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Commit b6e9e168 authored by Robert Ricci's avatar Robert Ricci

Clarify which 'distribution sets' to use when installing FreeBSD.

Add instructions to use if the ops node is a tip server.

Add a couple other helpful notes.
parent c6e251fa
......@@ -6,11 +6,15 @@
##### Step 0 - OS installation and setup
Install FreeBSD on the machine you'll be using for your ops node, using the
standard FreeBSD installation process. You don't need to worry about which ports
to install, etc., as the ones required by this software will be installed
automatically. You do, however, need to partition your filesystems so that you
have the proper amount of space for certain directories - see below for
details.
standard FreeBSD installation process. When asked by the installer, it's best
to choose the 'Developer' distribution set - this gets you full sources. The
'X-Developer' distribution set would be fine too, if you want to be able to run
X clients from the ops node. When it asks if you want to install the ports
collection, answer yes. You don't need to worry about which packages to
install (of course, grab your favorite editors, etc.) - the ones our software
needs will be installed automatically later. You'll need to partition your
filesystems so that you have the proper amount of space for certain directories
- see below for details.
Make sure that you have the network correctly configured.
......@@ -32,7 +36,9 @@ space to hold them:
source for the FreeBSD and Linux versions we run to
experimenters.
You may want to enforce quotas on the user-writable filesystems.
You may want to enforce quotas on the user-writable filesystems. This is the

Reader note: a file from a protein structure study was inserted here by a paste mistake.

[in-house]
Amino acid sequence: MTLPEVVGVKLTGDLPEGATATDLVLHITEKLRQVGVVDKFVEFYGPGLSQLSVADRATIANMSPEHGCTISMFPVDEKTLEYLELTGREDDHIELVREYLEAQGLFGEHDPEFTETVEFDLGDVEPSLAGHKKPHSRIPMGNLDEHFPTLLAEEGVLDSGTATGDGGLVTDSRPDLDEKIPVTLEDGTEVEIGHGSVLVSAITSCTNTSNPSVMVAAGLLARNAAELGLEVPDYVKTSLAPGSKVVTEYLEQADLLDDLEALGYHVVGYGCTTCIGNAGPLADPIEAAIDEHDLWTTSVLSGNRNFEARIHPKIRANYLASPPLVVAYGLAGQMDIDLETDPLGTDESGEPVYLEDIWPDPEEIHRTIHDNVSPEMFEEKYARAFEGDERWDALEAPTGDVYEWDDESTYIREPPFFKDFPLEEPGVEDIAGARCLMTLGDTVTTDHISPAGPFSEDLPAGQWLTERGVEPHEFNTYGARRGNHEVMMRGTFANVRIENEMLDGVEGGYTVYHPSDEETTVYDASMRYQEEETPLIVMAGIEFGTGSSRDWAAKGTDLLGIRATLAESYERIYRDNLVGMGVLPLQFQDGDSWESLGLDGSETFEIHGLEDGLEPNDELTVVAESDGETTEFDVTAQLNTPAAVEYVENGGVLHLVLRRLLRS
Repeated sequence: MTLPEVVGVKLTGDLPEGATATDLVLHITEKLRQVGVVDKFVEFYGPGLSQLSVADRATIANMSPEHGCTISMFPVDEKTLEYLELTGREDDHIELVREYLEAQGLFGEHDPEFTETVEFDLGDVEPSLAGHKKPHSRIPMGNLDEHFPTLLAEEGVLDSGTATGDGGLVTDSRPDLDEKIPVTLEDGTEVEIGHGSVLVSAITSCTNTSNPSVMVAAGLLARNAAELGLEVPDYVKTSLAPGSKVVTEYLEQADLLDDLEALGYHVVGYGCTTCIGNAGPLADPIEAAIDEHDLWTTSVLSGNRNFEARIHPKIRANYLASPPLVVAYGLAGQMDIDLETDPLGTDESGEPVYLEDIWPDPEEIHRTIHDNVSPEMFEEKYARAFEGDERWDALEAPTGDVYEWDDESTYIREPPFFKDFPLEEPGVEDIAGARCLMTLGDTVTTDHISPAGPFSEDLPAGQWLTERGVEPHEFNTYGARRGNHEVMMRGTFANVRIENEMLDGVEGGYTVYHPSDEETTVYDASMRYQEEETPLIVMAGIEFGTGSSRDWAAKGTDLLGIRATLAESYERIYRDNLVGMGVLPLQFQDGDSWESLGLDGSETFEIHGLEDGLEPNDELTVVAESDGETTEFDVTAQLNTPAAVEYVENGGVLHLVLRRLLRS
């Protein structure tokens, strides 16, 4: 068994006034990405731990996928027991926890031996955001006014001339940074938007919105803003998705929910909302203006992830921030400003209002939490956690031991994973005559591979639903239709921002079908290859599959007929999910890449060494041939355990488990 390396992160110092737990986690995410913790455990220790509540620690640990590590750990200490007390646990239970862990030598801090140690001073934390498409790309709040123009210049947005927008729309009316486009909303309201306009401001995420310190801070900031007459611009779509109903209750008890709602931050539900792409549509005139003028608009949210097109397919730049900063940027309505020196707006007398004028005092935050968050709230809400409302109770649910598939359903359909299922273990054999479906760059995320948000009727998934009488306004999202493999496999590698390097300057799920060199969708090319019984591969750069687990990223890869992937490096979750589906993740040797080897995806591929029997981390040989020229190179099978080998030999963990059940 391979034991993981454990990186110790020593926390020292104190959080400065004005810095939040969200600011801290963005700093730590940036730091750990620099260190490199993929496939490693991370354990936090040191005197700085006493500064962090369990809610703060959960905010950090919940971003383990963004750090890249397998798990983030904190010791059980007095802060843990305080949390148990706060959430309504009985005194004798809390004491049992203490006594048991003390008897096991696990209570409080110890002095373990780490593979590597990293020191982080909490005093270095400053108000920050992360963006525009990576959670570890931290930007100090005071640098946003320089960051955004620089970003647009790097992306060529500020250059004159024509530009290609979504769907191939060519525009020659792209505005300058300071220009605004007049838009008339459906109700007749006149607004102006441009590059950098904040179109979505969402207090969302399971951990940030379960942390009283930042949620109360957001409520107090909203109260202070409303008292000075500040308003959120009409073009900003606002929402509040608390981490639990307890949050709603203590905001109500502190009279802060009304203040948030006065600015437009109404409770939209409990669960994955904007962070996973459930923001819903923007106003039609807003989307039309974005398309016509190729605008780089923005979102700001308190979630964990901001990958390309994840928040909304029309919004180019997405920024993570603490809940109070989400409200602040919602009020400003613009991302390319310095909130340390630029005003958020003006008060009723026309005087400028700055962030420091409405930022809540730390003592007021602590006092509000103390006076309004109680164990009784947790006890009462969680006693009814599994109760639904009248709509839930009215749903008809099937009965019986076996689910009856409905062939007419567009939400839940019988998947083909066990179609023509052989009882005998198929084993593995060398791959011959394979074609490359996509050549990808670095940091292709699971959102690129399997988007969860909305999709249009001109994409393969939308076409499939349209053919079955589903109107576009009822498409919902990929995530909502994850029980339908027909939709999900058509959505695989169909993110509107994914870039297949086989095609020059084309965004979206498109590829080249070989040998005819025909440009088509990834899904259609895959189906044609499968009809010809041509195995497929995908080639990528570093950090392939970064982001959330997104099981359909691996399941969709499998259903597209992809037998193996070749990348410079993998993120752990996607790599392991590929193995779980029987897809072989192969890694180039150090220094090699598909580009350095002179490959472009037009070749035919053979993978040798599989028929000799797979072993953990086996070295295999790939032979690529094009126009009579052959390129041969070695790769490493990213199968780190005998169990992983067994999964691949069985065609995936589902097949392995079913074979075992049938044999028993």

main reason you'd want to keep them in seperate filesystems (ie. so people can
have different /users/ and /proj/ quotas.)
Make sure that, no matter how you decide to partition things up, you make
symlinks to the appropriate places. ie., if you make one big filesystem called
......@@ -68,8 +74,9 @@ script as root. It will take care of installing ports, and doing various other
configuration of FreeBSD required to make it into an ops node. The script is
designed so that you can run it as many times as you want, and it'll just skip
stuff it's already done. If it fails, send the output to Utah so that we can
fix it up. If it succeeds, follow any other instructions it may have, then
reboot the machine.
fix it up. If it succeeds, follow any other instructions it may have. The
script will tell you to reboot the machine, but you can wait until after you do
the next step to do so, if you want.
(You may have to set the executable bit on this script, since configure won't -
I'd like to get this solved at some point.)
......@@ -84,6 +91,15 @@ finished.
To install the actual testbed software, simply do a 'gmake ops-install' in your
object directory.
(Note: If you're logged in as root, /usr/local/bin, where gmake lives on
FreeBSD, may not be in your path.)
If you'll be using Cyclades boards to use the ops as a serial console server,
you'll also want to do a 'gmake tipserv-install' in the object directory. In
addition, you'll need to build a custom kernel with the appropriate driver (you
may even need to get patches from Utah for some boards). You'll also need to
set up a few things (not yet automated), described in doc/adding_nodes.txt .
##### Step 4 - Setting up mailing lists
Optional. The ops-install script set up some mailing lists for the email
......
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